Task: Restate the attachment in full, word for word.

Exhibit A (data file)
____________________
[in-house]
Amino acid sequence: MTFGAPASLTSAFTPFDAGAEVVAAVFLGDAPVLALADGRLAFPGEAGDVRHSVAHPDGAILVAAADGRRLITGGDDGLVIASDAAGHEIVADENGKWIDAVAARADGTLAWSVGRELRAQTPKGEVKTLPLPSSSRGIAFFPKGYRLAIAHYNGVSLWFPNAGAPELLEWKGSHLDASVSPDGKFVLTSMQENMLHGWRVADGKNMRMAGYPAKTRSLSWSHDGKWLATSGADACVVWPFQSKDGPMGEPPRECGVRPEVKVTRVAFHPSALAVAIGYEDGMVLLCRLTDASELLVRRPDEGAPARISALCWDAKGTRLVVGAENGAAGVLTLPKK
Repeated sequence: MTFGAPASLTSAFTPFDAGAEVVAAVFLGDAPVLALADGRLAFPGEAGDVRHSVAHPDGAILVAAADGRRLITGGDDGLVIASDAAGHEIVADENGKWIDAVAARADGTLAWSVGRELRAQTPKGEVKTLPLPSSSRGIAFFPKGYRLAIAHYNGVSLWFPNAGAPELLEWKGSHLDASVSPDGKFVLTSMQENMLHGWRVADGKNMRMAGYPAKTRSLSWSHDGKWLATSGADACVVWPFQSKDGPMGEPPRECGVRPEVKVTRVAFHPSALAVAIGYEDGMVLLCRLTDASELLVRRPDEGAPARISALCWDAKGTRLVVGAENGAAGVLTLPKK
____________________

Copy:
[in-house]
Amino acid sequence: MTFGAPASLTSAFTPFDAGAEVVAAVFLGDAPVLALADGRLAFPGEAGDVRHSVAHPDGAILVAAADGRRLITGGDDGLVIASDAAGHEIVADENGKWIDAVAARADGTLAWSVGRELRAQTPKGEVKTLPLPSSSRGIAFFPKGYRLAIAHYNGVSLWFPNAGAPELLEWKGSHLDASVSPDGKFVLTSMQENMLHGWRVADGKNMRMAGYPAKTRSLSWSHDGKWLATSGADACVVWPFQSKDGPMGEPPRECGVRPEVKVTRVAFHPSALAVAIGYEDGMVLLCRLTDASELLVRRPDEGAPARISALCWDAKGTRLVVGAENGAAGVLTLPKK
Repeated sequence: MTFGAPASLTSAFTPFDAGAEVVAAVFLGDAPVLALADGRLAFPGEAGDVRHSVAHPDGAILVAAADGRRLITGGDDGLVIASDAAGHEIVADENGKWIDAVAARADGTLAWSVGRELRAQTPKGEVKTLPLPSSSRGIAFFPKGYRLAIAHYNGVSLWFPNAGAPELLEWKGSHLDASVSPDGKFVLTSMQENMLHGWRVADGKNMRMAGYPAKTRSLSWSHDGKWLATSGADACVVWPFQSKDGPMGEPPRECGVRPEVKVTRVAFHPSALAVAIGYEDGMVLLCRLTDASELLVRRPDEGAPARISALCWDAKGTRLVVGAENGAAGVLTLPKK